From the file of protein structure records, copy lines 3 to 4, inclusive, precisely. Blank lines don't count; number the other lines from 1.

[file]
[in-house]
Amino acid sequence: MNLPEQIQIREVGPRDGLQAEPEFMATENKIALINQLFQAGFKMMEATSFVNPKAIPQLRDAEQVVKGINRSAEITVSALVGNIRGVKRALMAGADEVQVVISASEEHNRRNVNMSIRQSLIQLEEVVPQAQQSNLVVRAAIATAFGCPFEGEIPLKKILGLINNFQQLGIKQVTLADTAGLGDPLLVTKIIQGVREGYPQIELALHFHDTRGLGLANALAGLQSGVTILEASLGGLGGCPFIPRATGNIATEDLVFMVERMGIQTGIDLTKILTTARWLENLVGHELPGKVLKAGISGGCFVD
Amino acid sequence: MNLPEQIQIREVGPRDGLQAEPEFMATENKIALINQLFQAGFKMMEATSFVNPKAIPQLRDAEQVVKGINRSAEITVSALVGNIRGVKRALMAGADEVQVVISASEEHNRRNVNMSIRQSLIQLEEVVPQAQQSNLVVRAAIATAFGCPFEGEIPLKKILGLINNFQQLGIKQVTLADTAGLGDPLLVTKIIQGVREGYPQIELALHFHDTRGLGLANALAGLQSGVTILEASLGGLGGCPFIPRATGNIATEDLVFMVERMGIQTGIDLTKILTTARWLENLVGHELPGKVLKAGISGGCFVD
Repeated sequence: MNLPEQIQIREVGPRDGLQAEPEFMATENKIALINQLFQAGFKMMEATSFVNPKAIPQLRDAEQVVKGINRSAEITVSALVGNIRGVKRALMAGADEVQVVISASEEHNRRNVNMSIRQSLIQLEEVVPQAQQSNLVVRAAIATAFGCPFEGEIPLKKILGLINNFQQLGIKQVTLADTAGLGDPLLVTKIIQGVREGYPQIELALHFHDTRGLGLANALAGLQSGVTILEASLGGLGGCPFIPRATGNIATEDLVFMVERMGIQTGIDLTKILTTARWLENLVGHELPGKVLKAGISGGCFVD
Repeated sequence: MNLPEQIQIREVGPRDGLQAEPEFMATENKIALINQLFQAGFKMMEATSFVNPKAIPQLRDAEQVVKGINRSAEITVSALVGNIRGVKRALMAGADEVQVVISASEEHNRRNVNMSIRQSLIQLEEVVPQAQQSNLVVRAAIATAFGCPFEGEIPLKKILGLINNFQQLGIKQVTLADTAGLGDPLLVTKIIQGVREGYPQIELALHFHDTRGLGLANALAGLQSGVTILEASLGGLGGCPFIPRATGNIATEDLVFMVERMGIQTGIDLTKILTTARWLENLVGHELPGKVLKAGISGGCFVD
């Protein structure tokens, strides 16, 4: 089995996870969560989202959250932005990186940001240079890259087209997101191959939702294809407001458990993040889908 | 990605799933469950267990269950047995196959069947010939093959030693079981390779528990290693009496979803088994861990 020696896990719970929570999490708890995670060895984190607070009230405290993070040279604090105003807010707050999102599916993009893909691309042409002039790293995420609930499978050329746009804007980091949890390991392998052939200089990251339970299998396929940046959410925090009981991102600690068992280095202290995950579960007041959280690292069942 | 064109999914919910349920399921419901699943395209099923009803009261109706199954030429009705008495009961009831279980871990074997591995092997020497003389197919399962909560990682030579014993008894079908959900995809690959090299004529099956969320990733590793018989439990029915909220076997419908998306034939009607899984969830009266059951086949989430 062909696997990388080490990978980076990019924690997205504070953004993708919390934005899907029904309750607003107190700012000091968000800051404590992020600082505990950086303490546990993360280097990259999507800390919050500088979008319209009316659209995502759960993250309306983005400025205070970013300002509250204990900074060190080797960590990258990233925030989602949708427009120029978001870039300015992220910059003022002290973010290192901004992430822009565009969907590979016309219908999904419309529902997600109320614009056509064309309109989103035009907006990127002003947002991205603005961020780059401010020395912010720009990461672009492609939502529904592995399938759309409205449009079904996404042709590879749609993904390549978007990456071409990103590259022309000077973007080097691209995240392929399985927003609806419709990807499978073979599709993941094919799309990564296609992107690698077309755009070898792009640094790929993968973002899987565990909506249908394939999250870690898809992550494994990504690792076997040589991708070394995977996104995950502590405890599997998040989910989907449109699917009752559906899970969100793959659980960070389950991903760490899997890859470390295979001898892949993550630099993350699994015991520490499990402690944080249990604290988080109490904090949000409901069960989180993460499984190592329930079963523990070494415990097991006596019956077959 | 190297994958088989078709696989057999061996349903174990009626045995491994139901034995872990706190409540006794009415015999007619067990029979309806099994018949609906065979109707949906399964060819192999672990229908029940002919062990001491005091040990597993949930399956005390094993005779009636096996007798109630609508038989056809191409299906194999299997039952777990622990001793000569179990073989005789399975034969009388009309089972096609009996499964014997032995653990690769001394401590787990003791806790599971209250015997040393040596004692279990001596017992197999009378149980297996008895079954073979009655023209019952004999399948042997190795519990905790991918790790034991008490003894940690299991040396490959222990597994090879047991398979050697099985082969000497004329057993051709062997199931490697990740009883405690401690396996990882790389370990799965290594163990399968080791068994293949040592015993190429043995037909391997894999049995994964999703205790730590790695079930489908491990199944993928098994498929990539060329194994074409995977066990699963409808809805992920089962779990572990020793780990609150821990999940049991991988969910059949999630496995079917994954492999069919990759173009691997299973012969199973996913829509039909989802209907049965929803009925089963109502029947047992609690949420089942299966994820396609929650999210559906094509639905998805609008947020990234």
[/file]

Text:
Amino acid sequence: MNLPEQIQIREVGPRDGLQAEPEFMATENKIALINQLFQAGFKMMEATSFVNPKAIPQLRDAEQVVKGINRSAEITVSALVGNIRGVKRALMAGADEVQVVISASEEHNRRNVNMSIRQSLIQLEEVVPQAQQSNLVVRAAIATAFGCPFEGEIPLKKILGLINNFQQLGIKQVTLADTAGLGDPLLVTKIIQGVREGYPQIELALHFHDTRGLGLANALAGLQSGVTILEASLGGLGGCPFIPRATGNIATEDLVFMVERMGIQTGIDLTKILTTARWLENLVGHELPGKVLKAGISGGCFVD
Repeated sequence: MNLPEQIQIREVGPRDGLQAEPEFMATENKIALINQLFQAGFKMMEATSFVNPKAIPQLRDAEQVVKGINRSAEITVSALVGNIRGVKRALMAGADEVQVVISASEEHNRRNVNMSIRQSLIQLEEVVPQAQQSNLVVRAAIATAFGCPFEGEIPLKKILGLINNFQQLGIKQVTLADTAGLGDPLLVTKIIQGVREGYPQIELALHFHDTRGLGLANALAGLQSGVTILEASLGGLGGCPFIPRATGNIATEDLVFMVERMGIQTGIDLTKILTTARWLENLVGHELPGKVLKAGISGGCFVD